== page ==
Participating on a panel of women leaders at the NUTN conference on October 11 in San Antonio provided the opportunity for reflection on our journey as leaders. The panel was facilitated by Dr. Pam Quinn, provost of the LeCroy Center, Dallas County Community College District. My co-panelists included Dr. Diane Melby, president of Our Lady of the Lake University in San Antonio, and Dr. Adelina Silva, vice chancellor for student success, Alamo Community College District.
What an amazing group of women leaders! In addressing our personal pathways to leadership and the most important characteristics to achieve it, it was fascinating to hear the ways our stories intersected. Common themes included never setting out on a path for a particular position, i.e., who really grows up thinking “I will become a provost, president, or chancellor?” This is especially true for those of us who are first-generation college graduates.
While we came from diverse backgrounds, the stories of how we grew as leaders started with our families and their belief in us, their challenge to stretch rules and boundaries and do something more with our lives, with families who believed in the value of education and supported us. Each panelist shared stories of such defining moments and the most important characteristics for achieving leadership, including courage, self-knowledge, risk-taking, humility, being open to possibilities, and walking through doors to an unknown future or next step.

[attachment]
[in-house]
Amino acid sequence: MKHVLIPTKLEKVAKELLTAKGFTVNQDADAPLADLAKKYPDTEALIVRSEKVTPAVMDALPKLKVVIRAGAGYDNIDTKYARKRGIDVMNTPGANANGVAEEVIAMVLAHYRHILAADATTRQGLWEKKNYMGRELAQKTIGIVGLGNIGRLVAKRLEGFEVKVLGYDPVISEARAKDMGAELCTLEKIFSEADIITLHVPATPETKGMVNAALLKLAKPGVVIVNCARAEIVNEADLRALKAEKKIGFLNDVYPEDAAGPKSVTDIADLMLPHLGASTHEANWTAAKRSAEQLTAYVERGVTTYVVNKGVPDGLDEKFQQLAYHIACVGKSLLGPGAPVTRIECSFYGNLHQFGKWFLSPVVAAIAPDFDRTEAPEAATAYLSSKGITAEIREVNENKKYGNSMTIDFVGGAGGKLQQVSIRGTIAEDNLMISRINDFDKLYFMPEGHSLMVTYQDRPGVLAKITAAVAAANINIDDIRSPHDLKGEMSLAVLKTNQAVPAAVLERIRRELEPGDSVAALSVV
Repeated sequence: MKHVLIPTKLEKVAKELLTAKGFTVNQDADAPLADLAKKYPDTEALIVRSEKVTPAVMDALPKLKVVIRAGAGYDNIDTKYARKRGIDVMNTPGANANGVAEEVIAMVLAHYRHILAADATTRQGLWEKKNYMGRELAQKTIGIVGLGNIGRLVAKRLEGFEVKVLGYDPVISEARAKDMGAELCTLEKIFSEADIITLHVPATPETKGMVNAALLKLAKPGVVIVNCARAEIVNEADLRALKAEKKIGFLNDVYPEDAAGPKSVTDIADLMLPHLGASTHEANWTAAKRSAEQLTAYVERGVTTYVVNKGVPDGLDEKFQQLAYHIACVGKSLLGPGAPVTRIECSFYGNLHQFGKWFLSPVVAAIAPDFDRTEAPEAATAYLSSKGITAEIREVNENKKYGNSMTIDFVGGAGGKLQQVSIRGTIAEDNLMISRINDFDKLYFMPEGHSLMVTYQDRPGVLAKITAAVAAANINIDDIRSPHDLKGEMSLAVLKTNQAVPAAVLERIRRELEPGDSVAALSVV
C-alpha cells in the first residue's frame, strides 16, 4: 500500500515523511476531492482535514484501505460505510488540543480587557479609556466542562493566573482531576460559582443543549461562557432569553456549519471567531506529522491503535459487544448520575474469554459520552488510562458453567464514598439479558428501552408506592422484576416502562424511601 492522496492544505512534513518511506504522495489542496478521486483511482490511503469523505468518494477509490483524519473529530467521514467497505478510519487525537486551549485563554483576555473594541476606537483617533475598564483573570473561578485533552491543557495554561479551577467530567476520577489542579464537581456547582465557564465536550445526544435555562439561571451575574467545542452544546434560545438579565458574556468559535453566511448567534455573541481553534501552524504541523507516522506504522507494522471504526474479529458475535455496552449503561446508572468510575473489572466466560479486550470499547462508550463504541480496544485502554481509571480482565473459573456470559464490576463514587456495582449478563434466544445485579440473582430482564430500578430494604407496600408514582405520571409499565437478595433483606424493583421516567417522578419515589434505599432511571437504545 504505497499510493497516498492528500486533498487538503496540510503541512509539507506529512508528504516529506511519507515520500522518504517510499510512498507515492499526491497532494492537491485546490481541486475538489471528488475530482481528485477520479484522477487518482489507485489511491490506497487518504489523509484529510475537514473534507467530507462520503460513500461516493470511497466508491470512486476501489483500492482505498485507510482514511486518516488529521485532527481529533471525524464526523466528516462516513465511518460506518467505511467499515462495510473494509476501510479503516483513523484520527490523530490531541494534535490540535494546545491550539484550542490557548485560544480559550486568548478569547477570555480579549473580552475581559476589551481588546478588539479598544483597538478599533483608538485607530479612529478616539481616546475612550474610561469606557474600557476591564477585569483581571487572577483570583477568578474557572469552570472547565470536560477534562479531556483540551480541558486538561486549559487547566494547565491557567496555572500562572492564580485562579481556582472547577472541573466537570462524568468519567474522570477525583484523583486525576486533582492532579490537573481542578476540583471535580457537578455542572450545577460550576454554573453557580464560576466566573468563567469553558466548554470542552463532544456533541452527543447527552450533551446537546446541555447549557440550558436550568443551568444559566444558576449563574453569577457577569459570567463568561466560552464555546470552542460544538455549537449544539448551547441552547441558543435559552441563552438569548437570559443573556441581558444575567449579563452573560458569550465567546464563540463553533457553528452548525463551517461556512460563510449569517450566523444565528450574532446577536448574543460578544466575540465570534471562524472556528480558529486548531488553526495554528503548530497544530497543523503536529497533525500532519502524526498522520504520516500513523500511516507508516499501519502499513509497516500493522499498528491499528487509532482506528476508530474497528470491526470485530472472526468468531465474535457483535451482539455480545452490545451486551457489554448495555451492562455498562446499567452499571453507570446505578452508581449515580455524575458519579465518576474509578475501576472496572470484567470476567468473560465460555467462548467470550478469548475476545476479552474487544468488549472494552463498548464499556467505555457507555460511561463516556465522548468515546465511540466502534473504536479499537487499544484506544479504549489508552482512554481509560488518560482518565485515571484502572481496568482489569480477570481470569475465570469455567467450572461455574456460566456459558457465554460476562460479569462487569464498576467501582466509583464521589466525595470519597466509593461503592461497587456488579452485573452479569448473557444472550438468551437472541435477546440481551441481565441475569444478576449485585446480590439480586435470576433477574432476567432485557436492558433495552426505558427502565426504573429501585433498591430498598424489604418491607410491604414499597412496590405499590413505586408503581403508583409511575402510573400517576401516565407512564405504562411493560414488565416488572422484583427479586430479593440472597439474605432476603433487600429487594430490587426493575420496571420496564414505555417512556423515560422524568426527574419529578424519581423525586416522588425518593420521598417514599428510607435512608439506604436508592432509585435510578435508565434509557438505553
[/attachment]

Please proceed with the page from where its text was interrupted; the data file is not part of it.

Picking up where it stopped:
We were asked to speak to what differentiates us as leaders in online learning and what we see as the biggest opportunities and challenges for future leaders. Each institution is positioned differently vis-a-vis online learning. APUS is 100% online, while Our Lady of the Lake’s online programs are primarily at the graduate level and Alamo is engaging in initial steps for online learning. Among the current and future opportunities for online learning we shared were the primary opportunity of increasing access to higher education through increased flexibility for students, a core APUS mission.
The biggest challenge commonly raised for institutions seeking to expand their programs online was the question of quality. Quality does matter! For some schools, the digital learning experience is simply the classroom experience delivered via a LMS. In fact, the quality of learning and the learning experience in a digital space takes creativity, design, and focus on learning design effectiveness. Another challenge is providing the total student experience to students who take online courses via a traditional campus, yet all student services (advising, book stores, registration, library, student organizations, etc.) remain traditional and the virtual student does not have equal access.
In sum, the panel provided a rich and unique opportunity for women leaders to share our passion, our perspective and our experience as leaders in higher education.